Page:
• Leave uncut all known and documented roost trees, and any trees within a 150 foot radius of a documented summer occurrence.
      • Please note that if you plan any tree clearing activities within 150 ft of a summer occurrence for NLEB during June or July, you may be required to obtain a permit from the US Fish and Wildlife Service.
    • If any bats are observed flying from a tree, or on a tree that has been cut, forestry activities in the area should be suspended and DEC Wildlife staff notified as soon as possible.
  • Within a ¼ mile of a hibernaculum, leave all trees uncut unless their removal is necessary for protection of human life and property.
    • Please note that if any tree clearing activities are required within ¼ mile of a hibernation area for NLEB, you may be required to obtain a permit from the US Fish and Wildlife Service.

If a project cannot follow by the restrictions above, a permit from DEC under Part 182 would be required. Applications for incidental take permits are handled by regional Division of Environmental Permits offices. To be eligible for a permit, the project proponent must be able to demonstrate a net conservation benefit to NLEB as a result of their action. For information on how to apply, contact your regional DEC permit administrator.

This guidance is only intended to address NLEB protective measures. Additional regulations may apply to the land, including wetland and stream protection regulations and protective measures for other federal or state endangered species that may be present. Regional DEC staff in Division of Environmental Permits can help determine if any of these restrictions apply to the property and project in question.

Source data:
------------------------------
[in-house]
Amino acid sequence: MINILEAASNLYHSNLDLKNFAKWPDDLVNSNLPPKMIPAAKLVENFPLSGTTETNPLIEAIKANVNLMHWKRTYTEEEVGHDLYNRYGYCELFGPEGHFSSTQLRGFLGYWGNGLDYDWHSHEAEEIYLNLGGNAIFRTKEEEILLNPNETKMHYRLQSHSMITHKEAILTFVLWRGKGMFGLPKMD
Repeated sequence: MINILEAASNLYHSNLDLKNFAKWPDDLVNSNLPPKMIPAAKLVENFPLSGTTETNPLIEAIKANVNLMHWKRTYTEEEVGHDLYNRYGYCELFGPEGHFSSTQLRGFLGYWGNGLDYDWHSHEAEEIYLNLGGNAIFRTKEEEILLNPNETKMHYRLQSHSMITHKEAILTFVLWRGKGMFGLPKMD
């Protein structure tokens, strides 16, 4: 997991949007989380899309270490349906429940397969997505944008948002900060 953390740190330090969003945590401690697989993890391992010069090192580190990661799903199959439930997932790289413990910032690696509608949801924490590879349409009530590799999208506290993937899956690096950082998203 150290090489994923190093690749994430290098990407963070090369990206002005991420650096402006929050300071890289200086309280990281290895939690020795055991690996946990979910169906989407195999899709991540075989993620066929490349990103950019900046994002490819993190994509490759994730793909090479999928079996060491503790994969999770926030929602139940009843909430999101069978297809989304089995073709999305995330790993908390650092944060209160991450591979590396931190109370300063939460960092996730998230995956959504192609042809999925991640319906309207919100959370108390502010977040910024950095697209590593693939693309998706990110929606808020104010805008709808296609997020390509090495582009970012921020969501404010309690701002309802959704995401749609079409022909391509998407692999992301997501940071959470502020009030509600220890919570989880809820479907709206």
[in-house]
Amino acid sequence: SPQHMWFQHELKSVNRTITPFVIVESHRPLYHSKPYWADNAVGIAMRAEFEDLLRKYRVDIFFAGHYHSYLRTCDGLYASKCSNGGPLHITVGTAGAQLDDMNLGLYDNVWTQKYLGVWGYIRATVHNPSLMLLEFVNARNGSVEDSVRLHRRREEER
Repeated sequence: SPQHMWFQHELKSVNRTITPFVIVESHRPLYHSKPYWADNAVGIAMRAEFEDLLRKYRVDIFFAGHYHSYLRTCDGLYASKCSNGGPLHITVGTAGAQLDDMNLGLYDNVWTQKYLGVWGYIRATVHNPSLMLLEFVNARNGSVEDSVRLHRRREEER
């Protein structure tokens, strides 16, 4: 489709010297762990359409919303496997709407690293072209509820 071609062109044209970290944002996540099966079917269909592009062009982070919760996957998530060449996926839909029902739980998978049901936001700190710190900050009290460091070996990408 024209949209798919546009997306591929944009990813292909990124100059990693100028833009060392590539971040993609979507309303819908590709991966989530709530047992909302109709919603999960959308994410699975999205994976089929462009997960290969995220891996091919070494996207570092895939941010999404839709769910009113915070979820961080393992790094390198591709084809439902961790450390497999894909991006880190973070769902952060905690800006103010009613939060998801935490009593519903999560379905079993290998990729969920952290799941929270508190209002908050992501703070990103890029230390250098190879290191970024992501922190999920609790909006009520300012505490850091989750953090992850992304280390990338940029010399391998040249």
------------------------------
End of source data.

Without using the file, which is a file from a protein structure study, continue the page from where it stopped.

Northern Long-eared Bat Occurrences by Town

Data accurate as of May 5th, 2016

Northern Long-eared Bat Occurrences by Town
County Town Winter Summer
Albany Guilderland Yes
Knox Yes
New Scotland Yes
Allegany Belfast Yes
Caneadea Yes
New Hudson Yes
Cattaraugus Franklinville Yes
Little Valley Yes
Lyndon Yes
Mansfield Yes
New Albion Yes
Cayuga Ledyard Yes
Chautauqua Chautauqua Yes
Ellington Yes
Clinton Ausable Yes
Black Brook Yes
Columbia Ancram Yes
Canaan Yes
Erie Collins Yes
Newstead Yes
Essex Crown Point Yes
Elizabethtown Yes
Minerva Yes
Moriah Yes
Ticonderoga Yes
Westport Yes
Franklin Bellmont Yes
Greene Catskill Yes
Hamilton Indian Lake Yes
Jefferson Alexandria Yes
Brownville Yes
Champion Yes
Clayton Yes
Le Ray Yes
Watertown Yes Yes
Lewis Denmark Yes
Diana Yes
Livingston Portage Yes
Montgomery Root Yes
Onondaga Clay Yes
De Witt Yes
Geddes Yes
Lysander Yes
Orange Blooming Grove Yes
Highlands Yes
Tuxedo Yes
Warwick Yes
Woodbury Yes Yes
Putnam Putnam Valley Yes
Southeast Yes
Rensselaer Berlin Yes
Saratoga Greenfield Yes
Schoharie Carlisle Yes
Cobleskill Yes
Schoharie Yes
Wright Yes
Schulyer Hector Yes
Steuben Caton Yes
Lindley Yes
Tuscarora Yes
Suffolk Brookhaven Yes
Sullivan Manmakating Yes
Ulster Kingston Yes
Rosendale Yes
Warren Hague Yes
Washington Dresden Yes
Fort Ann Yes